The Hard Stop Review

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To understand the police shooting of Mark Duggan in Tottenham in August 2011, the riots that followed and the subsequent inquest verdict of lawful killing, documentarist George Amponsah meets the victim's childhood friends, Marcus Knox-Hooke and Kurtis Henville, as they try to rebuild their lives.


The Broadwater Farm Estate in Tottenham will forever be synonymous with the violent deaths of PC Keith Blakelock and Mark Duggan in 1985 and 2011 respectively. Neither the Metropolitan Police nor the local community can forgive or forget and this simmering tension is evident throughout George Amponsah's bid to understand why the shooting of an unarmed 29 year-old father of six after his taxi was ambushed by officers from Operation Trident provoked some of the worst riots this country has ever witnessed and how the jury at the Royal Courts of Justice inquest could have decided that Duggan was lawfully killed.

Filming over 28 months, Amponsah strives to present an insider view of life on an estate where black youths feel permanently persecuted by 'the feds'. He meets Duggan's fiancée, Semone Wilson, and oldest son, Kamani. But the hard insights come from Marcus Knox-Hooke and Kurtis Henville, who grew up with Duggan and fail to recognise the gangster depicted in the press.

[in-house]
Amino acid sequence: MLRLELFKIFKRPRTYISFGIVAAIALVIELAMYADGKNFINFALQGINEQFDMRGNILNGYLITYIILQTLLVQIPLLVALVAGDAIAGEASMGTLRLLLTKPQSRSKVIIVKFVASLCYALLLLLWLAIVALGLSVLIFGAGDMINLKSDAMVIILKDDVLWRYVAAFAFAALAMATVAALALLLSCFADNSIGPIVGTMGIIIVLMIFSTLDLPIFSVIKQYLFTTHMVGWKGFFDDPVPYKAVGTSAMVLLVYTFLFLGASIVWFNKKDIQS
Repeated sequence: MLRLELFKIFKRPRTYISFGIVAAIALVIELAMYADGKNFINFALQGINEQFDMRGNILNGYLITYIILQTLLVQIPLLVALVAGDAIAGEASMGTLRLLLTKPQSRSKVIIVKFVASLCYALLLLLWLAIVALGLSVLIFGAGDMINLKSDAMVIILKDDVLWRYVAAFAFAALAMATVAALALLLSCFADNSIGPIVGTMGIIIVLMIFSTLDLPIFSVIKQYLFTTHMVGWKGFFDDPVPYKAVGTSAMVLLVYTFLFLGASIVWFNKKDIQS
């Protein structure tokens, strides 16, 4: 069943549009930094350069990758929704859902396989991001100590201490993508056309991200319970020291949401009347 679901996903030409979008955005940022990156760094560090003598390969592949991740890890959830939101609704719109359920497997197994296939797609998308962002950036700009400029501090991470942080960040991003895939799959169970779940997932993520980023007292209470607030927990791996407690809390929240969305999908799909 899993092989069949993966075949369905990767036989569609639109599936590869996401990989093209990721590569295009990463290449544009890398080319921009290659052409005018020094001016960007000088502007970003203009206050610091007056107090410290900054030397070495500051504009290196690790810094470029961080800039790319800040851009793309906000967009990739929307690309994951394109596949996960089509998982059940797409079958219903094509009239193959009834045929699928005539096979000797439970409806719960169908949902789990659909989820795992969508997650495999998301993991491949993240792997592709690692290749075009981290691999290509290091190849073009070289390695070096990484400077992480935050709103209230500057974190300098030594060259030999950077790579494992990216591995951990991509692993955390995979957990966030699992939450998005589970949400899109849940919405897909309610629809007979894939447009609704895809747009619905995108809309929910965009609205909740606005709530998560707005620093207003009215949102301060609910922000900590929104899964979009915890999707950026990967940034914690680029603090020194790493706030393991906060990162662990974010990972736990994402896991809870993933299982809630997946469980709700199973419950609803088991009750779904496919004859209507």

Consoled by his Muslim faith after doing riot-related time, Knox-Hooke strives to help black kids break the cycle, while the impishly genial Henville resists the easy pickings of crime to find a decent job. However, neither trusts the police, whose absence from this affectingly humanist study is justified by the persistence of that Hillsborough mentality of abnegating responsibility by blaming the victim.

Largely adopting a watching brief while making his feelings abundantly clear, Amponsah gains the confidence of his subjects so they feel safe speaking out. However, the opening Martin Luther King quote about riots being the language of the unheard suggests that Amponsah doesn't expect anyone in authority to listen.

Unflinching in its eschewal of objectivity, this provides a unique perspective on a notorious case, while correcting some of the impressions about urban black youth the media cravenly peddled in its aftermath.